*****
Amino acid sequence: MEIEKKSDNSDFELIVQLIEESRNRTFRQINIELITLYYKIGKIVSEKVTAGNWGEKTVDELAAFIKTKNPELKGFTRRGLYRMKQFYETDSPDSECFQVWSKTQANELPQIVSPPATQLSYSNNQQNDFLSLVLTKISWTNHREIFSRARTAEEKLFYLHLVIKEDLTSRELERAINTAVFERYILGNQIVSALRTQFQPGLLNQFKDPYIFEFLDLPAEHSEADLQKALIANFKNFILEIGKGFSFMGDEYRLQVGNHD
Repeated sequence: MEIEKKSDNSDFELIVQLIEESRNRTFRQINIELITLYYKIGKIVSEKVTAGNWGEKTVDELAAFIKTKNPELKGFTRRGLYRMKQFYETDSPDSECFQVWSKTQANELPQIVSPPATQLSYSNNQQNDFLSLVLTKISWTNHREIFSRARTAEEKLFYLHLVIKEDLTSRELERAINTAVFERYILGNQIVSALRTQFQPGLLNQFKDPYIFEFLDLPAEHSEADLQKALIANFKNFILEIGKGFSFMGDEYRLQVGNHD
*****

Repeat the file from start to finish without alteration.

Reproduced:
Amino acid sequence: MEIEKKSDNSDFELIVQLIEESRNRTFRQINIELITLYYKIGKIVSEKVTAGNWGEKTVDELAAFIKTKNPELKGFTRRGLYRMKQFYETDSPDSECFQVWSKTQANELPQIVSPPATQLSYSNNQQNDFLSLVLTKISWTNHREIFSRARTAEEKLFYLHLVIKEDLTSRELERAINTAVFERYILGNQIVSALRTQFQPGLLNQFKDPYIFEFLDLPAEHSEADLQKALIANFKNFILEIGKGFSFMGDEYRLQVGNHD
Repeated sequence: MEIEKKSDNSDFELIVQLIEESRNRTFRQINIELITLYYKIGKIVSEKVTAGNWGEKTVDELAAFIKTKNPELKGFTRRGLYRMKQFYETDSPDSECFQVWSKTQANELPQIVSPPATQLSYSNNQQNDFLSLVLTKISWTNHREIFSRARTAEEKLFYLHLVIKEDLTSRELERAINTAVFERYILGNQIVSALRTQFQPGLLNQFKDPYIFEFLDLPAEHSEADLQKALIANFKNFILEIGKGFSFMGDEYRLQVGNHD